India’s much-awaited 75th Independence day is just around the corner, and all the preparations are going on to glorify “Azadi Ka Amrit Mahotsav” in a full-swing mode.
What is Azadi Ka Amrit Mahotsav?
“What is Azadi Ka Amrit Mahotsav?” It is an initiative by the Government of India to tribute to the freedom fighters and learn more about the culture, people, and other achievements. It’s not just Prime Minister Narendra Modi’s vision but also for the people of India who have been a part of the revolutionary journey since Independence.
It first commenced on 12th March 2021 with a 75-week countdown and will continue till 15th August 2023. This will be held in five themes, freedom struggle, ideas, resolve, actions, and achievements. This Mahotsav is celebrated as a Jan-Utsav in the spirit of Jan-Bhagidari.
Significance Of Ashoka Chakra
Our pride, the Indian flag comprises saffron, white, and green colours with a 24-spoke wheel Ashoka Chakra in navy blue, resting at its centre. In our national flag, saffron symbolises strength and courage, white represents peace, and green symbolises the growth and auspiciousness of the land.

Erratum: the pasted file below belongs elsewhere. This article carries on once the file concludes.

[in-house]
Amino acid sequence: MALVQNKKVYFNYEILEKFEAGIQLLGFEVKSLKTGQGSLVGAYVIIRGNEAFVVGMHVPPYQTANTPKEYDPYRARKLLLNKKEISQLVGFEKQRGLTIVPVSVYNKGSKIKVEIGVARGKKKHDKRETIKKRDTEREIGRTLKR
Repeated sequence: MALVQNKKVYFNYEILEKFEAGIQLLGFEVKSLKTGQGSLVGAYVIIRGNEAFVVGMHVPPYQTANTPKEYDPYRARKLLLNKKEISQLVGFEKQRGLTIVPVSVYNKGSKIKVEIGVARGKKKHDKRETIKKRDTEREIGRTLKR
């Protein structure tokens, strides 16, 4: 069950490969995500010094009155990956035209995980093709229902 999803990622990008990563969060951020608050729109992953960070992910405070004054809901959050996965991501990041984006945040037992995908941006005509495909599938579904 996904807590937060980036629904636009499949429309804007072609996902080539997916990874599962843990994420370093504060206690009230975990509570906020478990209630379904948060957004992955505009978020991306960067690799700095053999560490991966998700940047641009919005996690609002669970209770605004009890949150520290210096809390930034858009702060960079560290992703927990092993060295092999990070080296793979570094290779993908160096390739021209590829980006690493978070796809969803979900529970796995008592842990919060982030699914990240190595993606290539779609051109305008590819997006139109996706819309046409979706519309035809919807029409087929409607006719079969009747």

Dr B.R. Ambedkar suggested the Ashoka Chakra in the Indian flag to honour the warrior-turned-pacifist Buddhist emperor Ashoka. It was first proposed in the constitution assembly on 22nd July 1947. And on 15th August 1947, it became the official flag for the country.
Real Heroes Of The Nation
After so much struggle by the brave fighters, India got freedom from the Britishers on 15th August 1947. This independence was achieved through the efforts of many unsung heroes who led the country during the struggling phase. This section helps you know more about the Indian freedom fighters who sacrificed their lives. Have a glimpse:
Subhash Chandra Bose (23rd January 1897 – 18th August 1945)
He was born into a wealthy and privileged family in Orissa. He was an Indian nationalist who fought against the Britishers. One of his famous quotes was, “Give me blood, and I will give you freedom”.
Sardar Vallabhbhai Patel (31st October 1875 – 15th December 1950)
Sardar Patel was a lawyer and influential political leader who served as the Deputy Prime Minister of India. Patel was born in Nadiad, Kheda, and raised in Gujarat. He actively participated in developing a united India and churned it into a newly independent nation.
Mangal Pandey (19th July 1827 – 8th April 1857)